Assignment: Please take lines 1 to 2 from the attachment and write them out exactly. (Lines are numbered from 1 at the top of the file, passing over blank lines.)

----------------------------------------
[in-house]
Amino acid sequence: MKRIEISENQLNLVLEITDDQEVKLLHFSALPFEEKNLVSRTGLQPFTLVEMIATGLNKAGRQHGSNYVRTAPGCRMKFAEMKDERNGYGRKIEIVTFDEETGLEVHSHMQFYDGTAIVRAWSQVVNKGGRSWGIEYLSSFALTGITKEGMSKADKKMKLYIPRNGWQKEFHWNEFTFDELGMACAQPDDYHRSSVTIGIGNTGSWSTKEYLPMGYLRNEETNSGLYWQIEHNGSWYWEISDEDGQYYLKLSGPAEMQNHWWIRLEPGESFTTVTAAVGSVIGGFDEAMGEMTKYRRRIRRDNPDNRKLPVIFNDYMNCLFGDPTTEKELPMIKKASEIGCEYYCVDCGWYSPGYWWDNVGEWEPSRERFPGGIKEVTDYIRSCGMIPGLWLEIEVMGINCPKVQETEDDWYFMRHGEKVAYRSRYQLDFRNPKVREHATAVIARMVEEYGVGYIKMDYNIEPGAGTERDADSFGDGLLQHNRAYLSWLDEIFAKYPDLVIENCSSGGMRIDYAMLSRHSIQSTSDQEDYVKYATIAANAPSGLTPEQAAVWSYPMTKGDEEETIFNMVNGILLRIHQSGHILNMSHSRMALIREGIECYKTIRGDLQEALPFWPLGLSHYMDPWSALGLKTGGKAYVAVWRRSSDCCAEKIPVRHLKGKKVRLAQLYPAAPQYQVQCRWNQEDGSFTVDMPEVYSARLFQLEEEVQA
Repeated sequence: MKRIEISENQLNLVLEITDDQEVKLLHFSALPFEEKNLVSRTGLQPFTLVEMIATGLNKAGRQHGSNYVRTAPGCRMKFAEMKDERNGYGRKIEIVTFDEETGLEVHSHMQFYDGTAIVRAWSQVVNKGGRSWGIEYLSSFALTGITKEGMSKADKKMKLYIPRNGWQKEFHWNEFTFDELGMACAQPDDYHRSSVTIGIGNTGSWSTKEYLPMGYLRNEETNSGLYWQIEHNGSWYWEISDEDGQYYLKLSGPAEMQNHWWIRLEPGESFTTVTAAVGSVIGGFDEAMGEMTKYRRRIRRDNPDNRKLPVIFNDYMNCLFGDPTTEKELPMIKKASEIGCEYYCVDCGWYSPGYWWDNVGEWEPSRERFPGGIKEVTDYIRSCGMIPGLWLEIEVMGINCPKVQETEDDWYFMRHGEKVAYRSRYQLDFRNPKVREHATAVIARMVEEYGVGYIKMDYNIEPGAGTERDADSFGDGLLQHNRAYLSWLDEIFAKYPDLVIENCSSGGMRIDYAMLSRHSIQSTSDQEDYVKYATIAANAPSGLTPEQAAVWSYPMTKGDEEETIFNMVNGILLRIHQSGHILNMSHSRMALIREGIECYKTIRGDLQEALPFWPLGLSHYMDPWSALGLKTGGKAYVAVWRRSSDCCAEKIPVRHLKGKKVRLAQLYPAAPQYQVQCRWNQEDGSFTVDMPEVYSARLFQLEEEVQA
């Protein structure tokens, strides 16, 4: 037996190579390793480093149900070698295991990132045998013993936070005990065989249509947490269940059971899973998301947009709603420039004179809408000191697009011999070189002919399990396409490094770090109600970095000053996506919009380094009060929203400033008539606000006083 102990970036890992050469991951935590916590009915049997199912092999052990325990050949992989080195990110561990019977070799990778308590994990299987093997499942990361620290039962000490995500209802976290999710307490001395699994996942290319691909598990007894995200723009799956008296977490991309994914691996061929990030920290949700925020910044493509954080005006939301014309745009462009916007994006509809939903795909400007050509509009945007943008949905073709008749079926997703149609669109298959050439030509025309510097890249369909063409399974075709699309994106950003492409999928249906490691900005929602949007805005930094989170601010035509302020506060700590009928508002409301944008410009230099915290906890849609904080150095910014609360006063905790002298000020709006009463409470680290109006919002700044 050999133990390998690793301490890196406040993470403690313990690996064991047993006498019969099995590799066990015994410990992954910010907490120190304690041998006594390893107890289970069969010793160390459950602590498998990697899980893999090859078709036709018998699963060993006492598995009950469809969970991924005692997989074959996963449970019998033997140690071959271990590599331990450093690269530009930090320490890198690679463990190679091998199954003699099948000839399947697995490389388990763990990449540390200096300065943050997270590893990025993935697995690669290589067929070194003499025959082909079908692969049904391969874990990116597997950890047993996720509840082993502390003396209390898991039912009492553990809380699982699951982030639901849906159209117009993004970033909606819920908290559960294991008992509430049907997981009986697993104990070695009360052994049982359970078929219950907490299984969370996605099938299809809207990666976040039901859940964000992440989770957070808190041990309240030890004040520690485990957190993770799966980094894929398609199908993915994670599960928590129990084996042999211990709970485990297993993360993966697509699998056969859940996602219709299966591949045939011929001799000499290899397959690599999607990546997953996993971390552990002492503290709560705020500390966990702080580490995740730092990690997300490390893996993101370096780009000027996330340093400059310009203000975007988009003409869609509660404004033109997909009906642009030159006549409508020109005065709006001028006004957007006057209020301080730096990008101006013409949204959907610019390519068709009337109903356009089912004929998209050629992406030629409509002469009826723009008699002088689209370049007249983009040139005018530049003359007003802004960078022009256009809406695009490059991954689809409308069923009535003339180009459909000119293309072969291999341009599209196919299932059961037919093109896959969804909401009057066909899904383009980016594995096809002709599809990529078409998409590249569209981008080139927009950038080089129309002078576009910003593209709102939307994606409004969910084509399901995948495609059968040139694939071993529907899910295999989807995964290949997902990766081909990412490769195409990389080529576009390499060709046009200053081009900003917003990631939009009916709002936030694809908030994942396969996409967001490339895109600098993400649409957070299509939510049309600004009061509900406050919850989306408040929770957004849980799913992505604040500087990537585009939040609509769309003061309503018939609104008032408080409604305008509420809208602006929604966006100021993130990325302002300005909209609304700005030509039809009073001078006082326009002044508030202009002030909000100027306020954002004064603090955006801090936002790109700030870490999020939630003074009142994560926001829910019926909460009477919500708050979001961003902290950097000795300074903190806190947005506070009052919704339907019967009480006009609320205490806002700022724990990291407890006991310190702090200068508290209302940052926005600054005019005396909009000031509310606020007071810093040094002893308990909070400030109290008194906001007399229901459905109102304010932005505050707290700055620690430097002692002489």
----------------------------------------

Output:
[in-house]
Amino acid sequence: MKRIEISENQLNLVLEITDDQEVKLLHFSALPFEEKNLVSRTGLQPFTLVEMIATGLNKAGRQHGSNYVRTAPGCRMKFAEMKDERNGYGRKIEIVTFDEETGLEVHSHMQFYDGTAIVRAWSQVVNKGGRSWGIEYLSSFALTGITKEGMSKADKKMKLYIPRNGWQKEFHWNEFTFDELGMACAQPDDYHRSSVTIGIGNTGSWSTKEYLPMGYLRNEETNSGLYWQIEHNGSWYWEISDEDGQYYLKLSGPAEMQNHWWIRLEPGESFTTVTAAVGSVIGGFDEAMGEMTKYRRRIRRDNPDNRKLPVIFNDYMNCLFGDPTTEKELPMIKKASEIGCEYYCVDCGWYSPGYWWDNVGEWEPSRERFPGGIKEVTDYIRSCGMIPGLWLEIEVMGINCPKVQETEDDWYFMRHGEKVAYRSRYQLDFRNPKVREHATAVIARMVEEYGVGYIKMDYNIEPGAGTERDADSFGDGLLQHNRAYLSWLDEIFAKYPDLVIENCSSGGMRIDYAMLSRHSIQSTSDQEDYVKYATIAANAPSGLTPEQAAVWSYPMTKGDEEETIFNMVNGILLRIHQSGHILNMSHSRMALIREGIECYKTIRGDLQEALPFWPLGLSHYMDPWSALGLKTGGKAYVAVWRRSSDCCAEKIPVRHLKGKKVRLAQLYPAAPQYQVQCRWNQEDGSFTVDMPEVYSARLFQLEEEVQA